- How do we create warm spaces?
- How do we create light?
- How do we create shelter?
- How do we develop and share reflective practice?
- How do we manage food waste?
- How do we enhance the biodiversity of the wood’s ecosystem?
- How do we deal with conflict?
In time each of these can become a working theme. For each we explore the challenge and opportunities from a regenerative perspective, share how we make our decisions, including the difficult things to weigh up, and develop reflective practice around how we implement the solution.
For each thread we should consider how we act, advise and advocate. All the time we are developing knowledge and acting on the basis of previous experiments.
How would groups encounter the wood?
Ideally, all groups coming to the wood would be here to help build the centre. That could be by engaging with a design project that emerges from the problem of food waste, or it could be helping to clear an area of woodland for new planting. Or it could be to help develop a language of reflective practice around nature connection.
Each group should leave the ecosystem richer.
And what about our internal projects?
I have written recently about how we could approach the replacement of the decking in a more regenerative way. I think we need to move to considering all these projects with more lead-in time, and treat each one as an experiment in regenerative design.
I see a significant output to this work being a Hazel Hill manual for regenerative practice. Inspired by the Whole Earth Catalogue, this becomes both a guide to how we work (acting), a resource from which to teach (advise) and a tool with which we can influence others (advocate).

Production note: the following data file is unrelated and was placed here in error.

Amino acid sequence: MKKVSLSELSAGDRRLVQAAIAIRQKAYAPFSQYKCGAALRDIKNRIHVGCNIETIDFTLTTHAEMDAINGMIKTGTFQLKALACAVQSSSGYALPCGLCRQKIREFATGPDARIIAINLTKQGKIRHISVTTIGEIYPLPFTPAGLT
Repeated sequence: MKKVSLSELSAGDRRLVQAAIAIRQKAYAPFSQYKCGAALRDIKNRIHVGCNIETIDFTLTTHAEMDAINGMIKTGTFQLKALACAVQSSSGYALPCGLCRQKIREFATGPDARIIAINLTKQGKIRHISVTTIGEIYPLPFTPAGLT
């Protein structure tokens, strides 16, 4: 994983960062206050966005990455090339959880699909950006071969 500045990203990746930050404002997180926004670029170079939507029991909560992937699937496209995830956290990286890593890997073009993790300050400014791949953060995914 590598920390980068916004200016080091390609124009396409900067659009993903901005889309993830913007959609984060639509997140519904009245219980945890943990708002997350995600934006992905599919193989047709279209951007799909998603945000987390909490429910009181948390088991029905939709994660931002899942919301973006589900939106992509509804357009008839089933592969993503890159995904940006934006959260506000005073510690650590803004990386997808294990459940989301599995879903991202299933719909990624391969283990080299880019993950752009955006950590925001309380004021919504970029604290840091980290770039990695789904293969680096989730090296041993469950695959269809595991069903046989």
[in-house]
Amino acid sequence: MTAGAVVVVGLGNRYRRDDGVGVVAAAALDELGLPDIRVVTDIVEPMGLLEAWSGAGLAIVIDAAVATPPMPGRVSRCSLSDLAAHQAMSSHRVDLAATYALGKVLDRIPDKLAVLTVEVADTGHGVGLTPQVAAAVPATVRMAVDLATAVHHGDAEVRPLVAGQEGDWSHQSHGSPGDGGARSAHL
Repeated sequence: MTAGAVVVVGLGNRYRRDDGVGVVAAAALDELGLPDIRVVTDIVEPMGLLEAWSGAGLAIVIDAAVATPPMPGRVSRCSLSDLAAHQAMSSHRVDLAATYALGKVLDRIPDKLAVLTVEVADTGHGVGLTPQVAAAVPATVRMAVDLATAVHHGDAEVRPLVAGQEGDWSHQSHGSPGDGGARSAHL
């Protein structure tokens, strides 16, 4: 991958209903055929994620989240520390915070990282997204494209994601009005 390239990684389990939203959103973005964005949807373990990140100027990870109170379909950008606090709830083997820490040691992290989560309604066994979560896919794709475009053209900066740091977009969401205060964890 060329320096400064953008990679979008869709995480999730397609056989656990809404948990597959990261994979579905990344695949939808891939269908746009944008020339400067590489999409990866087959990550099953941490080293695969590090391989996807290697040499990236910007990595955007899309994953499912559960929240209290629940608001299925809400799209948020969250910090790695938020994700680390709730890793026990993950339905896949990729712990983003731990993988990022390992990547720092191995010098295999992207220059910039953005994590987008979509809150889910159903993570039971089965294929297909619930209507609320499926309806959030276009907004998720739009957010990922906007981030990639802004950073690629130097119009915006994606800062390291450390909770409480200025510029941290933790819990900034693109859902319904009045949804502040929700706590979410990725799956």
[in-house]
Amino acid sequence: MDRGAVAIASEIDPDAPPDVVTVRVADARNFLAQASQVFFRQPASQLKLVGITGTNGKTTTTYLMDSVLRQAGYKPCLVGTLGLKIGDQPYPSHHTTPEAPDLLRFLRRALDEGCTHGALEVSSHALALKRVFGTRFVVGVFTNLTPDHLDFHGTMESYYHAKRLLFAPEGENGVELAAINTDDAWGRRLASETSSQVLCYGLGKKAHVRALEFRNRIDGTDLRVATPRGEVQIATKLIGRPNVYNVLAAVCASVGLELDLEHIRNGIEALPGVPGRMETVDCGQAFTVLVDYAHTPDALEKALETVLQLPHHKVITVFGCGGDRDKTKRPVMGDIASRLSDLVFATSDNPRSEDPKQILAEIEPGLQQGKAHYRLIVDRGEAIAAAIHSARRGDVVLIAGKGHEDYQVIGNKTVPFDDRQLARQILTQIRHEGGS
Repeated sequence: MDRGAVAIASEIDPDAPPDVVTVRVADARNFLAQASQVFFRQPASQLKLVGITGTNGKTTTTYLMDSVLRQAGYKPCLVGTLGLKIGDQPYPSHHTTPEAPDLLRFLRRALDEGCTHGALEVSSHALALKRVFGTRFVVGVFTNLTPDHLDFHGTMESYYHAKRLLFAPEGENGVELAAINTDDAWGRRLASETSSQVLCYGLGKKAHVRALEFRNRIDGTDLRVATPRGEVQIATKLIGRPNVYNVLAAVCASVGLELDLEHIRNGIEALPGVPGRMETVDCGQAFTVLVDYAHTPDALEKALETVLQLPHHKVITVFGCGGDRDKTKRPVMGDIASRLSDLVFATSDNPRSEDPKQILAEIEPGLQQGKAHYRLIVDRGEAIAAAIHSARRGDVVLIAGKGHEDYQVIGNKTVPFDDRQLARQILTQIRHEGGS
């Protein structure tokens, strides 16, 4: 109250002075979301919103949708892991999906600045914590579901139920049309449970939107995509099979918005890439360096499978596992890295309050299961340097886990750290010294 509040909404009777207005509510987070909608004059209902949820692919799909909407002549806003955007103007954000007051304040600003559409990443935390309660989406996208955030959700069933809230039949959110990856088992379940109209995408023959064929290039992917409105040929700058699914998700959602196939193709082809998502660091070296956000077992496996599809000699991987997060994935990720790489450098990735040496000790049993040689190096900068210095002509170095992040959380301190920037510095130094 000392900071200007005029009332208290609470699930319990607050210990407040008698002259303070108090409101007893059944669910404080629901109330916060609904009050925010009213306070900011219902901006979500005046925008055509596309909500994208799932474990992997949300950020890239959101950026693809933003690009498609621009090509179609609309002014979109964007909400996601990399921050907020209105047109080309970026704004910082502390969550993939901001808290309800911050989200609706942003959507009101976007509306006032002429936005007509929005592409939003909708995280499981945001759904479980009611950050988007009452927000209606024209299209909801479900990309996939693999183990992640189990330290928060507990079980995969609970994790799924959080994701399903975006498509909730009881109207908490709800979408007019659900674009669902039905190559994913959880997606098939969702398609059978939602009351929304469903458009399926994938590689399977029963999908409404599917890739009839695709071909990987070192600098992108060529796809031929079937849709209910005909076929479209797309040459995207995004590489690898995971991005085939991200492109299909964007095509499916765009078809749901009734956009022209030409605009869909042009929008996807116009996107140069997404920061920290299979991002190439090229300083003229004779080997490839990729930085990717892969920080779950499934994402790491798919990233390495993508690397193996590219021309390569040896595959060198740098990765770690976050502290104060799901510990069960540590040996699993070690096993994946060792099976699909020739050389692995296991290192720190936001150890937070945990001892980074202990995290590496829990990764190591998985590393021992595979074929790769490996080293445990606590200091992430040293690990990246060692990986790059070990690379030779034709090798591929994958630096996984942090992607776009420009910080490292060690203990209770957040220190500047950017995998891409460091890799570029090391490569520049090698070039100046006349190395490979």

Next steps to create a centre for regenerative practice
I see this journey starting with a question, ‘How can we turn Hazel Hill into a centre for regenerative practice?’. Think of it as a vision question rather than a vision statement, something which can act as a container for our activities in the year ahead.
We can then begin by looking at all our activities and those of our groups and just seeing what emerges when we ask that question. Even a mini pilot of such a session held at the recent Autumn Conservation weekend yielded some interesting ideas.
We also begin by telling other people what we are doing. As Brene Brown says, people like it when other people step into the ring and make themselves vulnerable. They want you to succeed and they want to support you. If we step up and say this is what we are doing I think we will unlock all sorts of support from people that surround us.
To borrow a metaphor from ‘Transformative Innovation’ we need to refit the aeroplane while keeping it flying. So in setting our business plan for the year ahead, we need to maintain some revenue from full fee paying clients while creating space for experimentation with partner organisations. But even where we have these more commercial relationships, we should be finding ways to act, advise and advocate with the principles of regeneration.
I think that through asking how we become a centre for regenerative practice, we will both find a way to unite our activities and values, and at the same time we will be asking and helping to answer a question that speaks to so many of the challenges that people and organisations are facing more widely.
Oliver Broadbent, Chair of Trustees